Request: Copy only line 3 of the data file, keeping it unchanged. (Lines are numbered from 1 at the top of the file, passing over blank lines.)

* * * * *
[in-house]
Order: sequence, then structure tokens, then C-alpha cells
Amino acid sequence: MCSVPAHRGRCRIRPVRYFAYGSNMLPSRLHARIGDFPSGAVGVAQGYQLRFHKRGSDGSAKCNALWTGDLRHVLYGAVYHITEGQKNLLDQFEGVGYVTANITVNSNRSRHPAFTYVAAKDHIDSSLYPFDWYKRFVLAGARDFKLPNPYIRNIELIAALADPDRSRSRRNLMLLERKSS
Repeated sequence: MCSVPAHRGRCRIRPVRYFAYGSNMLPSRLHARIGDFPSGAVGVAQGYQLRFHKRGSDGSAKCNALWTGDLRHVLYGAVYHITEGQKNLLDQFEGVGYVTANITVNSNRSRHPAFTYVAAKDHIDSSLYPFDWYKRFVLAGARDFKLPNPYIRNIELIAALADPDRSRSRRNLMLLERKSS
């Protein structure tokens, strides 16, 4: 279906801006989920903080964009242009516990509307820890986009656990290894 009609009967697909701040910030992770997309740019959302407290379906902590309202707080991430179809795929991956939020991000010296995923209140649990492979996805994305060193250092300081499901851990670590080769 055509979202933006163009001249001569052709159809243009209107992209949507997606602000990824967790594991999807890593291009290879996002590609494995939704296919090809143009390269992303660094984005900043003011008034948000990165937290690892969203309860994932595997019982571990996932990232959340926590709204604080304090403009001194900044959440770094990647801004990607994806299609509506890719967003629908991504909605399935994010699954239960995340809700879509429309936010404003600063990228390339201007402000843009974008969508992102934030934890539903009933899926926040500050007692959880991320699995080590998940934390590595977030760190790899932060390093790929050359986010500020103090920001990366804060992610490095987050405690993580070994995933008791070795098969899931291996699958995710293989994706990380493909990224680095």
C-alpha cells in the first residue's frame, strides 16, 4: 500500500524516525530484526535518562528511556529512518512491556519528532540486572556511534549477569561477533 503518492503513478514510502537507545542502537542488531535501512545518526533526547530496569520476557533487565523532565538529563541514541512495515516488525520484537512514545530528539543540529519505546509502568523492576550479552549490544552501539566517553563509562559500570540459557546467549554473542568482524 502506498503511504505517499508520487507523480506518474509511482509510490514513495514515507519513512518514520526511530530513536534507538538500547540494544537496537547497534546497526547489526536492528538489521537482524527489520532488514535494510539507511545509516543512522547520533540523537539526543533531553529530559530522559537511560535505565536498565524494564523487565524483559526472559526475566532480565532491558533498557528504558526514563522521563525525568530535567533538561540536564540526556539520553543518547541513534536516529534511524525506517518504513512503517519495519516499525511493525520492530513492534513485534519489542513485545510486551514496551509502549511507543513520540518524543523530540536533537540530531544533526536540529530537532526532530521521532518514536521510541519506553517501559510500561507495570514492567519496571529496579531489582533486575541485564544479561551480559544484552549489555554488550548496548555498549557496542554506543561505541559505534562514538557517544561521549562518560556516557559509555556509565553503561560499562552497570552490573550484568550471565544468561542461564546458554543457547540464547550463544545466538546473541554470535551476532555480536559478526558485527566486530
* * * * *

Amino acid sequence: MCSVPAHRGRCRIRPVRYFAYGSNMLPSRLHARIGDFPSGAVGVAQGYQLRFHKRGSDGSAKCNALWTGDLRHVLYGAVYHITEGQKNLLDQFEGVGYVTANITVNSNRSRHPAFTYVAAKDHIDSSLYPFDWYKRFVLAGARDFKLPNPYIRNIELIAALADPDRSRSRRNLMLLERKSS